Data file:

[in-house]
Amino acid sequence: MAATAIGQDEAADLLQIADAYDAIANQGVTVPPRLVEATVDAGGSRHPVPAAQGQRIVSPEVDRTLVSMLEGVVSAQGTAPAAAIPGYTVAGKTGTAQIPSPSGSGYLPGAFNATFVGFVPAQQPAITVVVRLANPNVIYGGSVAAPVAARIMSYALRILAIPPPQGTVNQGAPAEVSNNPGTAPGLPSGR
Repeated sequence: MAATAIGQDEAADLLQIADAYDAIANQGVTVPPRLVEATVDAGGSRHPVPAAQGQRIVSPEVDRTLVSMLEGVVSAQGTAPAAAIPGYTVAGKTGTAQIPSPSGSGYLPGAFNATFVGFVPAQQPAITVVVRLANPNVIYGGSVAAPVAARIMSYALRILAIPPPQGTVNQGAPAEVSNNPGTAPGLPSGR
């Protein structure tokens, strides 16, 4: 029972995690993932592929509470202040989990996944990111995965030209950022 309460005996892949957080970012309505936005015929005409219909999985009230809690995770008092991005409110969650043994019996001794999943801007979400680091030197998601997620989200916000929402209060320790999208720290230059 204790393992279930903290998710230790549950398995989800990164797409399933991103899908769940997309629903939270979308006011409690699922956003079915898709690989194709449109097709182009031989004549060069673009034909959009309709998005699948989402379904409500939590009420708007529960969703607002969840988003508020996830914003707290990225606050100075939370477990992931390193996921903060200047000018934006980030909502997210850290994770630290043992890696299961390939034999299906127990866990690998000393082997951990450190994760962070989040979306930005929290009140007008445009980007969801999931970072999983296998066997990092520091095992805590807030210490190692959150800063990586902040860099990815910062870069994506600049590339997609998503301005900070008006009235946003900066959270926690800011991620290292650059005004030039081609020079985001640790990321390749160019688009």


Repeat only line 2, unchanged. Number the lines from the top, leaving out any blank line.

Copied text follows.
Amino acid sequence: MAATAIGQDEAADLLQIADAYDAIANQGVTVPPRLVEATVDAGGSRHPVPAAQGQRIVSPEVDRTLVSMLEGVVSAQGTAPAAAIPGYTVAGKTGTAQIPSPSGSGYLPGAFNATFVGFVPAQQPAITVVVRLANPNVIYGGSVAAPVAARIMSYALRILAIPPPQGTVNQGAPAEVSNNPGTAPGLPSGR